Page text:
The Huzul people (sometimes also spelt Hutsul or Hutzul) are a mountain community centred in the Carpathian region around the borders of Ukraine, Poland and Romania, in the vicinity of Bojken and Lemken and in the wooded valleys of the Prut and the Czeremosz. During the First World War Austro-Hungarian armed forces set up a volunteer battalion made up of Huzuls, who were deployed on the Carpathian Front in the winter of 1914–15. After the collapse of Austria-Hungary in January 1919, the Huzuls proclaimed an independent republic. During a brief heyday in the early 1920s the predominantly-Huzul town of Rakhiv was sometimes referred to as ‘Huzul Paris’.

Huzul musician playing a trembita (print by Zygmunt Ajdukiewicz, 1899)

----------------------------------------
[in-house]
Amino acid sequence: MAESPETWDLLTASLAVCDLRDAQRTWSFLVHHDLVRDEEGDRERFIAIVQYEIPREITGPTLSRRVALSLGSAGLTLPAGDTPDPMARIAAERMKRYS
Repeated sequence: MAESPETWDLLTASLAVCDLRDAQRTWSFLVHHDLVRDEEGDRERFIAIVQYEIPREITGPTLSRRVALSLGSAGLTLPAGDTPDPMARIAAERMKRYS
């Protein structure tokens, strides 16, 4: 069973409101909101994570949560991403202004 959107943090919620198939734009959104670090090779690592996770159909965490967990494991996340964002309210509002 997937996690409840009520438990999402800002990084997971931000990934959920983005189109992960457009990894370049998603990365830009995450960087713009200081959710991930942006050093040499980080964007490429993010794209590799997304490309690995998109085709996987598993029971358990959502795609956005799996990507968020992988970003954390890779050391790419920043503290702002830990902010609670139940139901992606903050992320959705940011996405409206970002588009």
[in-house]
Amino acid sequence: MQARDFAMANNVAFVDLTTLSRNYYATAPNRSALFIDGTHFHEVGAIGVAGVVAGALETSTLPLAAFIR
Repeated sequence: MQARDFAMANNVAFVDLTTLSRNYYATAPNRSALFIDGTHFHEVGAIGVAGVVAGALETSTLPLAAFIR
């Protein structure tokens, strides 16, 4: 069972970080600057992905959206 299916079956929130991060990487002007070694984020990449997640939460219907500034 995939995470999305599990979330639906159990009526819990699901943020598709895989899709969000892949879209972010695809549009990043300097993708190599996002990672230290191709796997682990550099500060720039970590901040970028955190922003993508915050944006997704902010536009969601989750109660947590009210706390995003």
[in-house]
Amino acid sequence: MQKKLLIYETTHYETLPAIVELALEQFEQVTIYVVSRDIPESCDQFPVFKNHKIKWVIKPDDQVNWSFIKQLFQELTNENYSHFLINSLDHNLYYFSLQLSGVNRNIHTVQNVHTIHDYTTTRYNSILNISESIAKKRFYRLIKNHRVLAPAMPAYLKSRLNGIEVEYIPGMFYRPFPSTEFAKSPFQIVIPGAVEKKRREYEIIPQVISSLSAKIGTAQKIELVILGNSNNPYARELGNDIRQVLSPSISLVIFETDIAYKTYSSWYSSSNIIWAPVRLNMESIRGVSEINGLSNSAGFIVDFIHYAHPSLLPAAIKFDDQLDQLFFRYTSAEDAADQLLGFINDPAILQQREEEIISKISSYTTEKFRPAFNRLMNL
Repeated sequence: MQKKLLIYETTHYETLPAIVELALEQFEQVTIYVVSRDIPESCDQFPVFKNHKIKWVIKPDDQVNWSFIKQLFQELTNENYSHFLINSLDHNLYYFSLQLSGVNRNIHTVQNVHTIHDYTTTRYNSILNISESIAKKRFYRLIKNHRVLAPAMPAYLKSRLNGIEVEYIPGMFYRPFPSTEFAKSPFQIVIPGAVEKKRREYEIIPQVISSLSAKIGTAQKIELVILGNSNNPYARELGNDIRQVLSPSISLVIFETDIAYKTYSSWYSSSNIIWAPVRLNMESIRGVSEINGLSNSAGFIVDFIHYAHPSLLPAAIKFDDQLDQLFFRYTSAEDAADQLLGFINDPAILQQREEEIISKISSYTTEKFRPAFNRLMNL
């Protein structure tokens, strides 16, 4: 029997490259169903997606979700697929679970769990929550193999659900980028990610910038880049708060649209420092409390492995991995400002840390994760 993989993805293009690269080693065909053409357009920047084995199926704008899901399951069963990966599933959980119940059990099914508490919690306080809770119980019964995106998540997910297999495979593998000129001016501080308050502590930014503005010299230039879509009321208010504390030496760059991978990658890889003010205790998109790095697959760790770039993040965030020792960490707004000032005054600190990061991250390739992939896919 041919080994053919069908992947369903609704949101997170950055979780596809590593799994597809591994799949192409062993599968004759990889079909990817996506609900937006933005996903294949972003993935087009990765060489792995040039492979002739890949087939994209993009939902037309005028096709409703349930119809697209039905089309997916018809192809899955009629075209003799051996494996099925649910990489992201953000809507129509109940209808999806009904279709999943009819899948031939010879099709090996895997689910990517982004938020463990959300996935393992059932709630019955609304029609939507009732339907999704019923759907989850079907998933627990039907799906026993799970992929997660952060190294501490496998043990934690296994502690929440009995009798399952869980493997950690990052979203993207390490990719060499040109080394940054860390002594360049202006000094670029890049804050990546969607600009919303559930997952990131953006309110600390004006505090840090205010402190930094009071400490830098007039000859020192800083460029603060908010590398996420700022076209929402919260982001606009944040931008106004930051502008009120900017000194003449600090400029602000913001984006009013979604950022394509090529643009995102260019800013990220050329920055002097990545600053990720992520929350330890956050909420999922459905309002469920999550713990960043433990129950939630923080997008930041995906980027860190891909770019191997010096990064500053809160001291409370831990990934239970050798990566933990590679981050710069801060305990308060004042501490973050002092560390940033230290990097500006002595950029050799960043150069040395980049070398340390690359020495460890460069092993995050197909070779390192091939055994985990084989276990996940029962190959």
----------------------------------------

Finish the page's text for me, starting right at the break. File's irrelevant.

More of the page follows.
Kars encountered Huzul culture while stationed on the Eastern Front in 1916–17, and it seems was taken by their outdoor life and sexual candour, resulting in this sketchbook of Huzul intimacies. Whether these quick studies were made while on active duty or in a Russian prison is not known, but they bear the hallmarks of a Cubist artist longing to return to the freedom of Montmartre.

We are very grateful to Hans-Jürgen Döpp for these images; Hans-Jürgen, the compiler of many books on erotic art, curates the Venusberg online gallery and bookshop which you can find here.